Wales coach Warren Gatland praised the "composure and character" of his side after they clinched the Triple Crown and made history at Twickenham.
Scott Williams scored the dramatic winning try in Wales' 19-12 victory against England after an exciting and dramatic RBS Six Nations encounter, as Wales made history by winning the Triple Crown at Twickenham for the first time.
Gatland said: "I said to the players before the game they had a chance to create history. They've done that and I'm delighted.
"It was a great Test match. England's defence was excellent. Maybe the occasion got to some of our younger players, Leigh Halfpenny missing his first kick and maybe Rhys Priestland did not have his best game but he came through that.
"We showed signs of great composure and character, that's a sign of a team which will get better in time."
England coach Stuart Lancaster was proud of his players who had shown far more attacking intent than in previous games and made it such an enjoyable match.
"We are very disappointed to lose but proud of the players and the effort they put in," he said. "It was a great Test match and all credit to Wales. Both sides gave it 100 per cent.
"We did improve. The intensity and the pressure of the situation and the inexperience in the squad were all things to test us but we played with credit and did the rose proud.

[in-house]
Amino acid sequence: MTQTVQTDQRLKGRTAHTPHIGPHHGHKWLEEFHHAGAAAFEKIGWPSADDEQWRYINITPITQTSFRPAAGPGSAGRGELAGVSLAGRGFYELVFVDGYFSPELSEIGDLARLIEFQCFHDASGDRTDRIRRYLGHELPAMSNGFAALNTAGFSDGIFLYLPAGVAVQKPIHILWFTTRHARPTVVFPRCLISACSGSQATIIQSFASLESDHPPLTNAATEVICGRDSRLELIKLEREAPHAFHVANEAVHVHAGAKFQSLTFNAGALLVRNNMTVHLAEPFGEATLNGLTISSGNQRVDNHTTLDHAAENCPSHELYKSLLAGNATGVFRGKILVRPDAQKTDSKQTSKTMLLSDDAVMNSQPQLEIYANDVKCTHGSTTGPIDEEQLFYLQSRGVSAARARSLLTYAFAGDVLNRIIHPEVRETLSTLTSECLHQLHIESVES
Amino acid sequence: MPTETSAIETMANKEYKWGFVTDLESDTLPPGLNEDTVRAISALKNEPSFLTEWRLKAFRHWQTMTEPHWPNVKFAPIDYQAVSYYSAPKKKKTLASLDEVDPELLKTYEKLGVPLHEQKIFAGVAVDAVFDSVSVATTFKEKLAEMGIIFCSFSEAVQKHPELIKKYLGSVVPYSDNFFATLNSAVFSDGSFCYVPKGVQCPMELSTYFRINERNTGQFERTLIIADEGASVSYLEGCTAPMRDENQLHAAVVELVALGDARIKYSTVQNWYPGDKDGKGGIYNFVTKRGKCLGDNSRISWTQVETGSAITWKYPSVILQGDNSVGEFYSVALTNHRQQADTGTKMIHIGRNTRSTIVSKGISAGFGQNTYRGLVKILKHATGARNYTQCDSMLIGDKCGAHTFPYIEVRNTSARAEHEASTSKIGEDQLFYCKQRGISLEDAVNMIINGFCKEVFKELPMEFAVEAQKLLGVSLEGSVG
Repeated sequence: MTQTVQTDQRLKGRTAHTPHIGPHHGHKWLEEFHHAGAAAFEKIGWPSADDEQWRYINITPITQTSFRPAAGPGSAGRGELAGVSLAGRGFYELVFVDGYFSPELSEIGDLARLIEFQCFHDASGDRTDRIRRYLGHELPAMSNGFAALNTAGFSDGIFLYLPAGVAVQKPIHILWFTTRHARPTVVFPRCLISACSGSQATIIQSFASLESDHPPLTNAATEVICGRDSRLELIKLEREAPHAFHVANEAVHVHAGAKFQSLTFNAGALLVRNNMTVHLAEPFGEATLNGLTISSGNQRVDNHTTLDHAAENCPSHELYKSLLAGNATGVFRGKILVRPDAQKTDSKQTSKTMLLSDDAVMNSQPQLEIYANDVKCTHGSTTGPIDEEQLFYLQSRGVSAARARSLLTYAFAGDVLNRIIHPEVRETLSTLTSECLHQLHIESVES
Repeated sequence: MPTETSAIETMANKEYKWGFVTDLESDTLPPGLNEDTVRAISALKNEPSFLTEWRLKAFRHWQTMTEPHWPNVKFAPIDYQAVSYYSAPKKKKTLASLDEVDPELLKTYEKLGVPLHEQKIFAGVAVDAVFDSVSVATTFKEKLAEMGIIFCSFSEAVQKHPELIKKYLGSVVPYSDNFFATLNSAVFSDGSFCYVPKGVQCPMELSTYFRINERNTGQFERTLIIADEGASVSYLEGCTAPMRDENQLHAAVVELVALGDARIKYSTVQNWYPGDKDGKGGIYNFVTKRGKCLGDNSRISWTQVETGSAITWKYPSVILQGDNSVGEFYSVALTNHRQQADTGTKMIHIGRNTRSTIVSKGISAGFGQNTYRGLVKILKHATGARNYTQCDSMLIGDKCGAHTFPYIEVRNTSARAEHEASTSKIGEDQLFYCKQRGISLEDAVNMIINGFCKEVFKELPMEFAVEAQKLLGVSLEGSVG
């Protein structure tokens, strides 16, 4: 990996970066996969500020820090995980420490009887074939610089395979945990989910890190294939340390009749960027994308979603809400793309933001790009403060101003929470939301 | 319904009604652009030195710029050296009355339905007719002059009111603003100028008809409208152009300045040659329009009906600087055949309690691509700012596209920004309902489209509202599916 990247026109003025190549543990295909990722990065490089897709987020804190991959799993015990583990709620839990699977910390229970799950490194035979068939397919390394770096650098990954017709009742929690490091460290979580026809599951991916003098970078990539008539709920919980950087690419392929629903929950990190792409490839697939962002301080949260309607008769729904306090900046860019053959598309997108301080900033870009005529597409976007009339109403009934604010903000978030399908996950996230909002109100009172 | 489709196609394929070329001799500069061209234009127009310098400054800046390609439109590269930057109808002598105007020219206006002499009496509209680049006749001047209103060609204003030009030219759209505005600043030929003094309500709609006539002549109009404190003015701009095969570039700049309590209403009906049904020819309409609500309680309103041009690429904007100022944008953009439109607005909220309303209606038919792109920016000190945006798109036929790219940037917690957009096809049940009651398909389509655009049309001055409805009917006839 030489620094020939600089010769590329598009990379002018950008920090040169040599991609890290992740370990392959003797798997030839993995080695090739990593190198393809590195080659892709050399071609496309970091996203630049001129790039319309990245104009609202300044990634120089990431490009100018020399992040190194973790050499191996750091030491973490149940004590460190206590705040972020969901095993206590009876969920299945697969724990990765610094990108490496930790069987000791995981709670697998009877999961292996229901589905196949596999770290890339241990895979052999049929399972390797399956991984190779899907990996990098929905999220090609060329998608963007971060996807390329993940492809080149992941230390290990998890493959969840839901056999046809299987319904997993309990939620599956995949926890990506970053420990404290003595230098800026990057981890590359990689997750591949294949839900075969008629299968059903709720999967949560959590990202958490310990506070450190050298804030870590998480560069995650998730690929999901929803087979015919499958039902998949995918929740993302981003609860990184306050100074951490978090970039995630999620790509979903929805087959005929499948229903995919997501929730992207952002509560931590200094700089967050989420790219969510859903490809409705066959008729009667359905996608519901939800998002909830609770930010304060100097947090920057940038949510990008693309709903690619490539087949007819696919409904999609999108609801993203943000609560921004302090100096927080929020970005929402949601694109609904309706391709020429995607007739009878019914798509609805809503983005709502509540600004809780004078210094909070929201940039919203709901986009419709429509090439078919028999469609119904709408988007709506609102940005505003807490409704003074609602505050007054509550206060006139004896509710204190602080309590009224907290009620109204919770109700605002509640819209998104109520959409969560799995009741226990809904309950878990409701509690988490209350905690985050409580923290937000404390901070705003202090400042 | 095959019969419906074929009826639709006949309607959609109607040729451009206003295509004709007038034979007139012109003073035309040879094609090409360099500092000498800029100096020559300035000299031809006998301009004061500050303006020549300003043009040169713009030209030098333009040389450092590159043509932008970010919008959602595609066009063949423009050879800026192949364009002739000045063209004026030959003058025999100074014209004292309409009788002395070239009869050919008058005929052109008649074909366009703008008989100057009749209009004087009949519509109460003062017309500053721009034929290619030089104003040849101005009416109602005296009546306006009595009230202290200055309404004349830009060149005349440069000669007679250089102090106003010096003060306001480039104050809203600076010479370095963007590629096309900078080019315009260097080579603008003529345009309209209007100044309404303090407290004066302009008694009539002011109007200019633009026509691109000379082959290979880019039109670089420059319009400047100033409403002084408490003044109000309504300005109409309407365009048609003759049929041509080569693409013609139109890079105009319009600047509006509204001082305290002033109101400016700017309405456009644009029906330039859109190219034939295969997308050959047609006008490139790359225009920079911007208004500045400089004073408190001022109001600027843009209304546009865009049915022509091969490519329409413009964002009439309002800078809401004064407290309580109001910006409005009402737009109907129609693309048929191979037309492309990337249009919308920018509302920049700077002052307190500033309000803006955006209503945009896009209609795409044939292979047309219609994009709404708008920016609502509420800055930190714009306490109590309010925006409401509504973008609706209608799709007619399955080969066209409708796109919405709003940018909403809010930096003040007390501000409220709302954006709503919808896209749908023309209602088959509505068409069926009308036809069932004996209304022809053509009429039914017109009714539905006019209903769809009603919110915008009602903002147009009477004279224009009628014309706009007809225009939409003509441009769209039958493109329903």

"There are lots of lessons we can learn but games at this level are going to be won by very fine margins. It's up to us to learn those lessons and move on and that's part of team development.
"We've been together for less than four weeks and I think we should take credit for how the players have worked."
England might have snatched a draw in the closing seconds when wing David Strettle went over in the corner with several Welsh players clinging to him but the decision went to video official Iain Ramage and he ruled the touchdown was inconclusive.
Lancaster said: "It was far away from us. I stopped looking because it was not my decision.
"I couldn't control it. But the decision was made and games are lost not on one decision but on lots of things that happen in the course of the game. I don't want to dwell too much on that decision."
Gatland said: "If it had been awarded a try we wouldn't have complained. Toby (Flood) would still have had to kick a conversion to tie the game."
The one sour note for Wales was an injury to centre Jamie Roberts who damaged medial ligaments and will be out of action for two weeks.
Gatland, however, was pleased with the way Wales dealt with the sin-binning of fly-half Priestland, who was yellow-carded for an offside tackle in the second half.
Gatland said: "We played better with 14 men than 15. We were guilty of trying to move ball in first half without having earned that right. Keeping the ball in that 10 minutes was the turning point of the match."